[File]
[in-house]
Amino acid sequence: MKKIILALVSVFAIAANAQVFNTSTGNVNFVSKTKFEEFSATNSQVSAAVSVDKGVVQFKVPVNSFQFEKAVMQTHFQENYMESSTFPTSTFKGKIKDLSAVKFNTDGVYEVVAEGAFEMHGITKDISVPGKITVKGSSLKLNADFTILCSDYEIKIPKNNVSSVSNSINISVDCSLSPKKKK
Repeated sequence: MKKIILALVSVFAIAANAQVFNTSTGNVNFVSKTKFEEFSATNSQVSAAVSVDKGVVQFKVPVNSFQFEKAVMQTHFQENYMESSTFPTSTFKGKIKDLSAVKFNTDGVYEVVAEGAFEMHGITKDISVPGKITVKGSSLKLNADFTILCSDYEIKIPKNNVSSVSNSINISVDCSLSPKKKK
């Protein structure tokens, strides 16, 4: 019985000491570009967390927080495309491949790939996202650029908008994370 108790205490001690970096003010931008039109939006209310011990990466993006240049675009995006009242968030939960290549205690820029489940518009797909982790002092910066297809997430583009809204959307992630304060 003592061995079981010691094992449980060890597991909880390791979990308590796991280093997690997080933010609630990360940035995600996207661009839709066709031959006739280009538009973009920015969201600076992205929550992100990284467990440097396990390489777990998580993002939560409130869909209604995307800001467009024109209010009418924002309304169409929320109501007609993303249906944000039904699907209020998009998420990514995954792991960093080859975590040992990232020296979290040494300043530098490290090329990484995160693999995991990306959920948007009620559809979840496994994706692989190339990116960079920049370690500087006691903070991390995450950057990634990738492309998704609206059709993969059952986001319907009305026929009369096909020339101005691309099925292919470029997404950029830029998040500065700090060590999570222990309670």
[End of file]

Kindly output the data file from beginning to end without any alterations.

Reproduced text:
[in-house]
Amino acid sequence: MKKIILALVSVFAIAANAQVFNTSTGNVNFVSKTKFEEFSATNSQVSAAVSVDKGVVQFKVPVNSFQFEKAVMQTHFQENYMESSTFPTSTFKGKIKDLSAVKFNTDGVYEVVAEGAFEMHGITKDISVPGKITVKGSSLKLNADFTILCSDYEIKIPKNNVSSVSNSINISVDCSLSPKKKK
Repeated sequence: MKKIILALVSVFAIAANAQVFNTSTGNVNFVSKTKFEEFSATNSQVSAAVSVDKGVVQFKVPVNSFQFEKAVMQTHFQENYMESSTFPTSTFKGKIKDLSAVKFNTDGVYEVVAEGAFEMHGITKDISVPGKITVKGSSLKLNADFTILCSDYEIKIPKNNVSSVSNSINISVDCSLSPKKKK
């Protein structure tokens, strides 16, 4: 019985000491570009967390927080495309491949790939996202650029908008994370 108790205490001690970096003010931008039109939006209310011990990466993006240049675009995006009242968030939960290549205690820029489940518009797909982790002092910066297809997430583009809204959307992630304060 003592061995079981010691094992449980060890597991909880390791979990308590796991280093997690997080933010609630990360940035995600996207661009839709066709031959006739280009538009973009920015969201600076992205929550992100990284467990440097396990390489777990998580993002939560409130869909209604995307800001467009024109209010009418924002309304169409929320109501007609993303249906944000039904699907209020998009998420990514995954792991960093080859975590040992990232020296979290040494300043530098490290090329990484995160693999995991990306959920948007009620559809979840496994994706692989190339990116960079920049370690500087006691903070991390995450950057990634990738492309998704609206059709993969059952986001319907009305026929009369096909020339101005691309099925292919470029997404950029830029998040500065700090060590999570222990309670």